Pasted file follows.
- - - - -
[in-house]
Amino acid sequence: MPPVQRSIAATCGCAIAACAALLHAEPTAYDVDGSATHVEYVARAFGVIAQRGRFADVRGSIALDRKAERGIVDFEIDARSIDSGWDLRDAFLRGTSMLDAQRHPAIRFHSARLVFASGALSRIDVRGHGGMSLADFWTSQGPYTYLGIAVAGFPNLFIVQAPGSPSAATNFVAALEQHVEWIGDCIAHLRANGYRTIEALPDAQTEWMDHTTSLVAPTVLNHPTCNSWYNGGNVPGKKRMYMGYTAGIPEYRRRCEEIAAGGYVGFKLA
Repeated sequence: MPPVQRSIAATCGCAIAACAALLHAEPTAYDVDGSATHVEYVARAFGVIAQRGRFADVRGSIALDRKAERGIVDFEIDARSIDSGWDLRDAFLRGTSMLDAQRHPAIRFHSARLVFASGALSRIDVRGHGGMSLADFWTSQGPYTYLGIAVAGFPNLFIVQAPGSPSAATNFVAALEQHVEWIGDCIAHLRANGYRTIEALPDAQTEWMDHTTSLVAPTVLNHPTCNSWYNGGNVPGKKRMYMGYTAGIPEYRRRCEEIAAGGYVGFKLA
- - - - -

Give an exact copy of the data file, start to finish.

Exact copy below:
[in-house]
Amino acid sequence: MPPVQRSIAATCGCAIAACAALLHAEPTAYDVDGSATHVEYVARAFGVIAQRGRFADVRGSIALDRKAERGIVDFEIDARSIDSGWDLRDAFLRGTSMLDAQRHPAIRFHSARLVFASGALSRIDVRGHGGMSLADFWTSQGPYTYLGIAVAGFPNLFIVQAPGSPSAATNFVAALEQHVEWIGDCIAHLRANGYRTIEALPDAQTEWMDHTTSLVAPTVLNHPTCNSWYNGGNVPGKKRMYMGYTAGIPEYRRRCEEIAAGGYVGFKLA
Repeated sequence: MPPVQRSIAATCGCAIAACAALLHAEPTAYDVDGSATHVEYVARAFGVIAQRGRFADVRGSIALDRKAERGIVDFEIDARSIDSGWDLRDAFLRGTSMLDAQRHPAIRFHSARLVFASGALSRIDVRGHGGMSLADFWTSQGPYTYLGIAVAGFPNLFIVQAPGSPSAATNFVAALEQHVEWIGDCIAHLRANGYRTIEALPDAQTEWMDHTTSLVAPTVLNHPTCNSWYNGGNVPGKKRMYMGYTAGIPEYRRRCEEIAAGGYVGFKLA